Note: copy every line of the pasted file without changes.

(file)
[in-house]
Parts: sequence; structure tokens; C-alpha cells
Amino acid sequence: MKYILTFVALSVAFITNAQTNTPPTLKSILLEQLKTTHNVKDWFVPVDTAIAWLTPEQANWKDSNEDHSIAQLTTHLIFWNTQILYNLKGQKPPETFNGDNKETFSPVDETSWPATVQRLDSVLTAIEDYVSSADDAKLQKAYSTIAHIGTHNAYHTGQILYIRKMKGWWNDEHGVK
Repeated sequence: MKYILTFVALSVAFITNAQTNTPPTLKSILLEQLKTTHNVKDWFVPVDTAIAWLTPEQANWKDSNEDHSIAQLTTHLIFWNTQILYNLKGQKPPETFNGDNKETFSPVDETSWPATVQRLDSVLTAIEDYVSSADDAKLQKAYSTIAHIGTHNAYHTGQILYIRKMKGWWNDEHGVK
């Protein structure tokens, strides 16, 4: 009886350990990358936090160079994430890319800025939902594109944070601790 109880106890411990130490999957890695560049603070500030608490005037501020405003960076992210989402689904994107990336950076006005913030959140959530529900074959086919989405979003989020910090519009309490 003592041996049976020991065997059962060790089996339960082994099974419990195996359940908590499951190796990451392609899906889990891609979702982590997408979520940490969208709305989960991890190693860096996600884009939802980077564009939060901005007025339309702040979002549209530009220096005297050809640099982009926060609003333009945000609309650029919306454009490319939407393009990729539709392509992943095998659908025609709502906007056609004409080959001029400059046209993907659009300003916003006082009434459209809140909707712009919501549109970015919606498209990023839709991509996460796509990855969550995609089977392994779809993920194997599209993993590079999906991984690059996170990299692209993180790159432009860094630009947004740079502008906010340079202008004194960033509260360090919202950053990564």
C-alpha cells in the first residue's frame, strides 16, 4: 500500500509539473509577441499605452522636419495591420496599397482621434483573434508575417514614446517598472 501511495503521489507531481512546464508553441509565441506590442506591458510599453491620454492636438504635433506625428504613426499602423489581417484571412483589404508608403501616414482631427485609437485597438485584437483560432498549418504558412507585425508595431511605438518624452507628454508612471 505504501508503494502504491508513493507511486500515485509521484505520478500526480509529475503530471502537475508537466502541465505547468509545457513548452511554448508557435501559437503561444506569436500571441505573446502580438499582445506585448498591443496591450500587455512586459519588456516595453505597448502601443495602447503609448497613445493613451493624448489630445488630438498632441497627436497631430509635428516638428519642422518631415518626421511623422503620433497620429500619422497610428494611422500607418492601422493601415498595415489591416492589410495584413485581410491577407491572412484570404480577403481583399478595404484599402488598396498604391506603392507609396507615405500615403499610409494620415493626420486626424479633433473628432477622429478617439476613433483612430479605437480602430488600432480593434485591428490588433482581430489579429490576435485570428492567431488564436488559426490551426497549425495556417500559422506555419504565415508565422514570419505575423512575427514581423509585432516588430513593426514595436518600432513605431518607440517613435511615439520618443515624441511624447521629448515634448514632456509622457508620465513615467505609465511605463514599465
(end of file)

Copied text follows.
[in-house]
Parts: sequence; structure tokens; C-alpha cells
Amino acid sequence: MKYILTFVALSVAFITNAQTNTPPTLKSILLEQLKTTHNVKDWFVPVDTAIAWLTPEQANWKDSNEDHSIAQLTTHLIFWNTQILYNLKGQKPPETFNGDNKETFSPVDETSWPATVQRLDSVLTAIEDYVSSADDAKLQKAYSTIAHIGTHNAYHTGQILYIRKMKGWWNDEHGVK
Repeated sequence: MKYILTFVALSVAFITNAQTNTPPTLKSILLEQLKTTHNVKDWFVPVDTAIAWLTPEQANWKDSNEDHSIAQLTTHLIFWNTQILYNLKGQKPPETFNGDNKETFSPVDETSWPATVQRLDSVLTAIEDYVSSADDAKLQKAYSTIAHIGTHNAYHTGQILYIRKMKGWWNDEHGVK
């Protein structure tokens, strides 16, 4: 009886350990990358936090160079994430890319800025939902594109944070601790 109880106890411990130490999957890695560049603070500030608490005037501020405003960076992210989402689904994107990336950076006005913030959140959530529900074959086919989405979003989020910090519009309490 003592041996049976020991065997059962060790089996339960082994099974419990195996359940908590499951190796990451392609899906889990891609979702982590997408979520940490969208709305989960991890190693860096996600884009939802980077564009939060901005007025339309702040979002549209530009220096005297050809640099982009926060609003333009945000609309650029919306454009490319939407393009990729539709392509992943095998659908025609709502906007056609004409080959001029400059046209993907659009300003916003006082009434459209809140909707712009919501549109970015919606498209990023839709991509996460796509990855969550995609089977392994779809993920194997599209993993590079999906991984690059996170990299692209993180790159432009860094630009947004740079502008906010340079202008004194960033509260360090919202950053990564």
C-alpha cells in the first residue's frame, strides 16, 4: 500500500509539473509577441499605452522636419495591420496599397482621434483573434508575417514614446517598472 501511495503521489507531481512546464508553441509565441506590442506591458510599453491620454492636438504635433506625428504613426499602423489581417484571412483589404508608403501616414482631427485609437485597438485584437483560432498549418504558412507585425508595431511605438518624452507628454508612471 505504501508503494502504491508513493507511486500515485509521484505520478500526480509529475503530471502537475508537466502541465505547468509545457513548452511554448508557435501559437503561444506569436500571441505573446502580438499582445506585448498591443496591450500587455512586459519588456516595453505597448502601443495602447503609448497613445493613451493624448489630445488630438498632441497627436497631430509635428516638428519642422518631415518626421511623422503620433497620429500619422497610428494611422500607418492601422493601415498595415489591416492589410495584413485581410491577407491572412484570404480577403481583399478595404484599402488598396498604391506603392507609396507615405500615403499610409494620415493626420486626424479633433473628432477622429478617439476613433483612430479605437480602430488600432480593434485591428490588433482581430489579429490576435485570428492567431488564436488559426490551426497549425495556417500559422506555419504565415508565422514570419505575423512575427514581423509585432516588430513593426514595436518600432513605431518607440517613435511615439520618443515624441511624447521629448515634448514632456509622457508620465513615467505609465511605463514599465